Home Producers A currant affair

A currant affair


Not so long ago the Great Northern Highway was paved with dried fruit drying racks.

There were once hundreds of currant growers in the area until market fluctuation during the 1990s saw the price for dry currants plummet to $600 per tonne. Buyers
for non-contract growers dried up and with the cost to manually harvest a tonne of dried fruit at $900, it is no surprise most pulled out their currant vines.

Today there are only ten commercial currant growers in WA, and almost all of them are in the Northern Valleys. As these growers across the region prepare for harvest it’s good to know they are now rewarded for their tenacity. This year the price for top grade currants is a minimum $2,180/tonne guaranteed.

Longstanding local grower Bruce Wharton and his wife Jenny are optimistic. They have been at their Apricot Acres farm in Bindoon for 22 years, and it now seems that things are
looking good for currant growers in our region.

Bruce moved into Horticulture after 29 years in the electronic engineering profession within the aviation industry. He has been Chair of the Australian Dried Fruits Association for the past eight years. According to David Dewar, a peer currant grower, Bruce has played a key role in ensuring the survival of the local current industry.

Bruce has about 10 acres of currant vines at Apricot Acres. He is soon to harvest these sweet grapes and shared how this is undertaken. Having never tried a currant grape straight off the vine, I ate my way through the interview sampling the delicious sweet ripe offerings feeling privileged to enjoy the grape before it is dried.

Bruce has two main currant varieties; the Zante vines which were planted in 1954 byFrank & Auriel Patterson. The Zante is a high yielder but does have issues such as odium (powdery mildew) and is susceptible to split with summer rains. His best performer is the Carina variety; these vines are about 12 years old and according to Bruce are “a bomb proof variety which isn’t susceptible to mildew and consistent all the way through their cropping.” Bruce was one of the first commercial growers of Carina in WA and now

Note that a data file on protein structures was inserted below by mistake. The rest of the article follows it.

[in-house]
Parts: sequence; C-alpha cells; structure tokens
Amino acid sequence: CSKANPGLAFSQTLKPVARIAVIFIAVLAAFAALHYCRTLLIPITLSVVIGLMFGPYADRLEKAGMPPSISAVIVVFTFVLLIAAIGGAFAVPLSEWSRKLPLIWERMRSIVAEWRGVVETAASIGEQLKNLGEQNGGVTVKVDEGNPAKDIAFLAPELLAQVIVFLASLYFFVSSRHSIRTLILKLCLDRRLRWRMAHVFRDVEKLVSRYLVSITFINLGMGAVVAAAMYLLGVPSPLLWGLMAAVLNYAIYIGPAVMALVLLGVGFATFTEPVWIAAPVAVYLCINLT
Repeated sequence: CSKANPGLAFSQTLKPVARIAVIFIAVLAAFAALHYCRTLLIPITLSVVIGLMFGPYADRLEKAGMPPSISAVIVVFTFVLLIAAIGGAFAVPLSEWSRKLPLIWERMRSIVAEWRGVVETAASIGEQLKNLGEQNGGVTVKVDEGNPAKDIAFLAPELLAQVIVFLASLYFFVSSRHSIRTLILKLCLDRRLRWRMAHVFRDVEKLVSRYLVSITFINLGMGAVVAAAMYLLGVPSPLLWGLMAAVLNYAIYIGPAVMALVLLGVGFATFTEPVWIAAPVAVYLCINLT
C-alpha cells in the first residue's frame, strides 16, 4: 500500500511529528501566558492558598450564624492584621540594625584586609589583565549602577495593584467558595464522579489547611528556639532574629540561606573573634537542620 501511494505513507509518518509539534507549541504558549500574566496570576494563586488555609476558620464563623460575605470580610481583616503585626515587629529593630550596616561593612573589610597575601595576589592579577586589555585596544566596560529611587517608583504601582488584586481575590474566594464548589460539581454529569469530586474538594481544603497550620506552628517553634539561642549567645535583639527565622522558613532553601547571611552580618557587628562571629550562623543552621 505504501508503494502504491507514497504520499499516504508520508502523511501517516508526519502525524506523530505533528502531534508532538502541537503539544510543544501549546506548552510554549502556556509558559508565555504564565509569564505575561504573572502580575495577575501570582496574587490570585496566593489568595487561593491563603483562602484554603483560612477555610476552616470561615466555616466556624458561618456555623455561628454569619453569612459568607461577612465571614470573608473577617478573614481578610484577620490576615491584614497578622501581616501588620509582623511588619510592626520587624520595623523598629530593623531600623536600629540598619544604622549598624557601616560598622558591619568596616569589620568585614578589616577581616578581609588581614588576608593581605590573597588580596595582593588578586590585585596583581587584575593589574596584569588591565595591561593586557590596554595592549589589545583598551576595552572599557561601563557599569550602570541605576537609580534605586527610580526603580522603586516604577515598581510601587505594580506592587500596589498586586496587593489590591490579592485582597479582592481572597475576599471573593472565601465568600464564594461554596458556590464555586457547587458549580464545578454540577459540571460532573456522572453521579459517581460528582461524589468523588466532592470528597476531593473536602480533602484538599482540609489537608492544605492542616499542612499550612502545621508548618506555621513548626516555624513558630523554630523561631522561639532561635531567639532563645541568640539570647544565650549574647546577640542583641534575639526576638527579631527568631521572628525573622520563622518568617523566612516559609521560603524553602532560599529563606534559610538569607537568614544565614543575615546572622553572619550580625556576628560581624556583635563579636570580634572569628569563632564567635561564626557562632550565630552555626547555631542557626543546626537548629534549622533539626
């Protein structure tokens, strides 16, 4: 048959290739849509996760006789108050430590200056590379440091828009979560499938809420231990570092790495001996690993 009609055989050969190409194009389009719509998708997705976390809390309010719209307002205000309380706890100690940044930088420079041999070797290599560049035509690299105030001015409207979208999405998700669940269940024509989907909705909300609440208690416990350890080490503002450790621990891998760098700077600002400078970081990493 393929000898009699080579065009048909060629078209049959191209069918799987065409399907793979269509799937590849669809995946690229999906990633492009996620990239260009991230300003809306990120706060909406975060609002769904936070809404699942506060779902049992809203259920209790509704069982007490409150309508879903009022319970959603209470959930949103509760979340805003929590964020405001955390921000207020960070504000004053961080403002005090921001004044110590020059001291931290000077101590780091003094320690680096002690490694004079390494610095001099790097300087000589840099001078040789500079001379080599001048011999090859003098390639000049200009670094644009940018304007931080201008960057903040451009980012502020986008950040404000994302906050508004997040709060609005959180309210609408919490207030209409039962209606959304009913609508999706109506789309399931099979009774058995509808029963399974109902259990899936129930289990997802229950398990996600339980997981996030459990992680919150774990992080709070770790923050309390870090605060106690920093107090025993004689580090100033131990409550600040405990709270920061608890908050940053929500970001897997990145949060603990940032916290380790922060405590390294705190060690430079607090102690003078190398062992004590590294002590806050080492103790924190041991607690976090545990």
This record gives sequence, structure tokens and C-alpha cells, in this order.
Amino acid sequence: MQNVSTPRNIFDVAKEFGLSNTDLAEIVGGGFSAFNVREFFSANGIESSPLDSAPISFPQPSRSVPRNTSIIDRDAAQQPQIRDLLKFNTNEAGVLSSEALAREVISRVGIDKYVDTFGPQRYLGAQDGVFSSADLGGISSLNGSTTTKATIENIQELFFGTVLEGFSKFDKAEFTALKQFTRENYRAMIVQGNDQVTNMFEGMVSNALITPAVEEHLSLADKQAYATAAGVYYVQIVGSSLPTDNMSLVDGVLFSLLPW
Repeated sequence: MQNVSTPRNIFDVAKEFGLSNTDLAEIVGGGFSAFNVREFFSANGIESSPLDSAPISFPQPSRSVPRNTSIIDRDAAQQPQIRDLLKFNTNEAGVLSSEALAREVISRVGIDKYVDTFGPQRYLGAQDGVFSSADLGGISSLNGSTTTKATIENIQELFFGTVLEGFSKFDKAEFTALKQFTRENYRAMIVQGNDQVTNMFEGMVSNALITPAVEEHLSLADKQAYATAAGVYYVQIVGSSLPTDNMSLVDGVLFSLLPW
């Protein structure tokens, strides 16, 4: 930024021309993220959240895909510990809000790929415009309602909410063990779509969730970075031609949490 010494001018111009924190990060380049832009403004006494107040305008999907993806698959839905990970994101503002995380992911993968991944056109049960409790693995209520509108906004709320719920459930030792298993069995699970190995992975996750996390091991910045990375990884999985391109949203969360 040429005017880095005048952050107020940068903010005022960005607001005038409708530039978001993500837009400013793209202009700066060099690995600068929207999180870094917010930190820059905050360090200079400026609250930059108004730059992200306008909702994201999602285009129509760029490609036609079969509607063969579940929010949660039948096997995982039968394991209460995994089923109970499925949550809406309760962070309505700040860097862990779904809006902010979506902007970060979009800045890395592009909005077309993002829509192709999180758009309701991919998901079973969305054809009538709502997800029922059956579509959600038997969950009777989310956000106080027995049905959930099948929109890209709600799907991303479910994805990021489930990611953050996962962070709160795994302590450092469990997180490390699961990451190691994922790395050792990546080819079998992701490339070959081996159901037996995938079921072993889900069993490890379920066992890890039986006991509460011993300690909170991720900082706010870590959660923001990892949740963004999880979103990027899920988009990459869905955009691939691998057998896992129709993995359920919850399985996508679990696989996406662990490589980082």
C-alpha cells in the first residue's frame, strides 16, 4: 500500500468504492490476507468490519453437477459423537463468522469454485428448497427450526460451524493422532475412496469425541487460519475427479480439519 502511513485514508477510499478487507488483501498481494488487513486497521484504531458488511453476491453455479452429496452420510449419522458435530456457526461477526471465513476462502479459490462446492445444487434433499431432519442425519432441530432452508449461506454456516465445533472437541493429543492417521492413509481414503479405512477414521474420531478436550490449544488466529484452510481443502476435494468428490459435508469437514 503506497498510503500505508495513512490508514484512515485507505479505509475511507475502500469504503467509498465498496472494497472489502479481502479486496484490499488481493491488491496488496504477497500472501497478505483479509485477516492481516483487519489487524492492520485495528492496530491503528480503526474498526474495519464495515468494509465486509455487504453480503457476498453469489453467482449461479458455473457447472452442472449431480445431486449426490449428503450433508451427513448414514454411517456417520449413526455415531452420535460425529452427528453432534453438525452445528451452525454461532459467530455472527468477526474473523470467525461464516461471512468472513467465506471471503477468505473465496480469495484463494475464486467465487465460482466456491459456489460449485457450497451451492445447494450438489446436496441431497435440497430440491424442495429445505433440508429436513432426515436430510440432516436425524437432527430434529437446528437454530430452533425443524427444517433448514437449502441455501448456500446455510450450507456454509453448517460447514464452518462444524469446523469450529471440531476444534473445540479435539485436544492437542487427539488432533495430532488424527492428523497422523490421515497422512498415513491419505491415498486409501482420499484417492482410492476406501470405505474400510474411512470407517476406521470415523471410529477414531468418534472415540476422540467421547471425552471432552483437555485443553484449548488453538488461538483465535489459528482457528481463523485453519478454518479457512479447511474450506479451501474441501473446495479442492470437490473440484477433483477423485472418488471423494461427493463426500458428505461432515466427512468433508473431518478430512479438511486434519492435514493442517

they are very common.

Harvesting begins in late summer, when the grapes are ripe and ready for picking. There are two main harvesting methods used: traditional hand picking followed by trellis
drying; and mechanical harvesting. Bruce machine harvests his fruit so instead of $900/ dry tonne for picking costs he can harvest for about $300/tonne.

The process involves cutting most fruit bearing canes, while leaving some canes for next years harvest. He manually collects the fruit from the uncut canes and dries them on
the racks. The fruit on the cut canes will then dry on the trellis; the drying completed in about 3 weeks on the trellis and 4 -5 weeks on the racks.

The over the row machine harvest is completed in a day and then 4 days work to pick all the uncut bunches and 4 days work to cut off dead foliage. The currants are sifted on
site, and then sent to the Sunbeam, Mildura factory, before being sent on their way to a supermarket near you.

A quick google of currants confirms what I suspected; currants supply a healthy amount of dietary fibre (both soluble and insoluble), iron, potassium, and B vitamins. It seems these dried grapes are one of the top sources of the trace mineral boron. Studies have shown that boron provides protection against osteoporosis and reproduces many of the positive effects of estrogen therapy in postmenopausal women.

So the tiny, wrinkled currants you’re used to seeing in scones and stuffing are actually very good for you! If you would like to buy direct they will be on sale around mid-March
at Apricot Acres Toy Rd, Bindoon.